Tips to Avoid Home Workout Injuries

Cori Grantham, M.D., Orthopedic Surgeon

Home workouts have grown in popularity in this era of safety protocols, but according to Cori Grantham, M.D., a board-certified orthopedic surgeon and physician on the medical staff at Texas Health Plano, and at the Center for Sports Medicine and Trauma, working out on your own could make you more prone to injury. We wanted to know why that is and get her advice for staying fit and avoiding getting hurt.

“The pandemic has caused many people to try new activities and workouts at home they may not have done previously,” Grantham explains. “Unfortunately, that trend has resulted in more injuries due to people taking on a routine that’s not suited for them or not using the proper technique. It’s common for home athletes to try to tackle an exercise without instruction to do it properly.”

 

Common Home Workout Injuries

According to Grantham, there are two categories of injuries associated with home workouts. The first is overuse injuries, where one might try to take on too much activity in too short a time period. She says our muscles and joints are used to a certain amount of tension and pressure, but if this is increased in a short amount of time, it can overload our joints.

“We see these overuse injuries many times in our patients’ shoulders and elbows as people increase upper body strength,” Grantham adds. “We also see this type of injury in knees when people increase their running level too quickly.”

The second type of common injury experienced at home falls into the category of fractures and dislocations. Grantham says she sees these when patients fall from a bike, scooter or other exercise equipment.

 

Some Practical Advice to Avoid Injury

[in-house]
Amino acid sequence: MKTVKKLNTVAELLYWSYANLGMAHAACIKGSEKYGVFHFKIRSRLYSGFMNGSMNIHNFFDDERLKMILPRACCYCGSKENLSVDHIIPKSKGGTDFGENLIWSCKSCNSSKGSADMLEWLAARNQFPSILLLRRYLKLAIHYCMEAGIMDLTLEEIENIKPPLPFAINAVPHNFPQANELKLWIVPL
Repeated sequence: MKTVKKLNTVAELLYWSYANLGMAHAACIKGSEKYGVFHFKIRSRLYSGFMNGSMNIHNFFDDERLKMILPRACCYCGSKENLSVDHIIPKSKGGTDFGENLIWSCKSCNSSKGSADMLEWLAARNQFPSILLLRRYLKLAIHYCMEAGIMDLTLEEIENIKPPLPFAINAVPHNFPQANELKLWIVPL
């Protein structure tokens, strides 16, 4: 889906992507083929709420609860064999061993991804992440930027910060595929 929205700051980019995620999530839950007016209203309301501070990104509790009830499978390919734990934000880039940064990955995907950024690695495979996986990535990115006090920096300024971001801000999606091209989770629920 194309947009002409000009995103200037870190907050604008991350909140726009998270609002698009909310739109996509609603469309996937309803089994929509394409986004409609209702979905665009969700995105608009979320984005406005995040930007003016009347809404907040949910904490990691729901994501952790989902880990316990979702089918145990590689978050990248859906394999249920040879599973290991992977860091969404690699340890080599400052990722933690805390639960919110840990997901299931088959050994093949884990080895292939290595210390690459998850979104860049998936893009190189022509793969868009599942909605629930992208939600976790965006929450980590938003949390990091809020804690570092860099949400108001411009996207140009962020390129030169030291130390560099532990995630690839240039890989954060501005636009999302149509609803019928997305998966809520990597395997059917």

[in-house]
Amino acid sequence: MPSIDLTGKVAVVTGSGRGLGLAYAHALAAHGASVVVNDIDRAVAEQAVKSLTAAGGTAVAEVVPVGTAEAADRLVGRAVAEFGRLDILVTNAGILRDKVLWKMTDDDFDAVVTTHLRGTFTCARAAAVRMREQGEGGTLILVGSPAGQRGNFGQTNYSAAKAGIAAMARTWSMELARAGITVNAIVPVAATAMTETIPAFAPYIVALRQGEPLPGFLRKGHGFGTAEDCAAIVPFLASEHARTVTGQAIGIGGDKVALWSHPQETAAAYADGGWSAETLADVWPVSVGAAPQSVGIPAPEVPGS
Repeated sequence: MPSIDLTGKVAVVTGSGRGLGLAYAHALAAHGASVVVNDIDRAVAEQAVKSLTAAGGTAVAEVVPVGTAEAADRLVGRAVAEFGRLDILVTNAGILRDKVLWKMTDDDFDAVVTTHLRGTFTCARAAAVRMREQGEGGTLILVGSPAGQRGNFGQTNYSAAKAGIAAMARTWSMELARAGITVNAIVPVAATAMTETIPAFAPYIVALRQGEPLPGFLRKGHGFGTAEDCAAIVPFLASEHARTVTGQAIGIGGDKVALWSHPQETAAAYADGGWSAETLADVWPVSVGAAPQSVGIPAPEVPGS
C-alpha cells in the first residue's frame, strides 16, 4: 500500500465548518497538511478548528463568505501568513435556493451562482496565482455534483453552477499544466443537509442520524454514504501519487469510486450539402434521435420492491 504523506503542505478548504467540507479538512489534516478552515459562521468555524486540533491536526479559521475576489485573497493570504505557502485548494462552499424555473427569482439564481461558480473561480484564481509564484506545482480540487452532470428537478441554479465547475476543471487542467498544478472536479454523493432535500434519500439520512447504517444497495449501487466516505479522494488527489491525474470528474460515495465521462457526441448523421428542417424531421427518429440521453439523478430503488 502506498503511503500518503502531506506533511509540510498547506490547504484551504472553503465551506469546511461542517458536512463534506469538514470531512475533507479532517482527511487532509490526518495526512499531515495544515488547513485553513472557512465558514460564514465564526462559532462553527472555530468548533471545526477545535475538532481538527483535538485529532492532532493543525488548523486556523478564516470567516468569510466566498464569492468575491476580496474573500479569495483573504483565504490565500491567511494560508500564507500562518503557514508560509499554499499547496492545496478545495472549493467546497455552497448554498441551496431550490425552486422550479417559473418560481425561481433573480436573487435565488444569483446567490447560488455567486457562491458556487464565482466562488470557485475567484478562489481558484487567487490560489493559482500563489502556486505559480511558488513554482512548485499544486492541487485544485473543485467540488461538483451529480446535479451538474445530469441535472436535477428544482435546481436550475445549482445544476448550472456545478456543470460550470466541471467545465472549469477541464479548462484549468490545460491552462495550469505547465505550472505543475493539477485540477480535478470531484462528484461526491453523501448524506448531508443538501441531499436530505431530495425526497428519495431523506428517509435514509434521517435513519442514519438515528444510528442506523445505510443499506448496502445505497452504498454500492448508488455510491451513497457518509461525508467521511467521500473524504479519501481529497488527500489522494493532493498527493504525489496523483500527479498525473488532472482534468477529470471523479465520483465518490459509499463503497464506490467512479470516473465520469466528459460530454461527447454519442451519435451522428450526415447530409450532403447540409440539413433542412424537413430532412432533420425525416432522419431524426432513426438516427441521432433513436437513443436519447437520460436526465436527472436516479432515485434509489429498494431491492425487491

Grantham says she advises her patients to scale or adjust their exercise to suit their individual fitness level. She says patients should always start at a low level of activity and duration of the exercise at first, and to gradually increase the level of activity level, followed by the duration of it. That will help build the body’s tolerance for the exercise and reduce the risk of injury by avoiding overloading joints and tendons.

“The appropriate exercise level is important to avoid overuse injuries, which can happen if you don’t scale the exercise property,” Grantham advises. “I advise patients to stay in their comfort zone when starting a new exercise, and listen to their bodies. If you are experiencing pain with a new activity or certain movement, back down on the level and intensity. Again, start slowly and work your way up over time. For example, if you decide to start running, begin with a small distance so your body can acclimate. Don’t try to run 2-3 miles right away.”

Grantham reiterates pain should not be part of an appropriate workout regimen, and says it’s imperative that you listen to your body and stay within your tolerance levels to avoid injuries. She says if there are certain repetitive movements or activities that are causing consistent pain and discomfort, those activities should be avoided or modified.

“Technique is often an important factor here, and if your technique or movement is off, you can cause tendon and ligament problems. You shouldn’t feel pain after exercising or the next day. If you do, you may be risking an injury. Again, start at a lower level, and if you’re able to maintain this activity for a few consecutive days without pain, then increase your activity to the next level.”

To avoid fractures and dislocations caused by falls, Grantham advises her patients to make sure they’re using the appropriate safety equipment when using bikes and scooters, for example. You always want to make sure you’re comfortable using these devices before attempting to exercise with them, she says.

Grantham also suggests checking out virtual training sessions and fitness classes offered by some gyms. These allow you to continue your workout journey if you haven’t been able to go to the gym or just prefer to get your exercise at home.

Many home workout enthusiasts may be eager to begin exercising again after getting hurt, but Grantham says it’s important to rest an appropriate amount of time. It’s always wise to consult a health care practitioner if you’ve been injured. Once you’re allowed to resume activity, make sure you start slowly, and ensure you’re not experiencing any pain or discomfort as you increase activity.

Looking for additional advice for working out at home and avoiding injuries? We found this excellent piece in AARP.org, which includes tips for pacing yourself, and avoiding pitfalls like ignoring pain, exercising too long, or failing to prepare.

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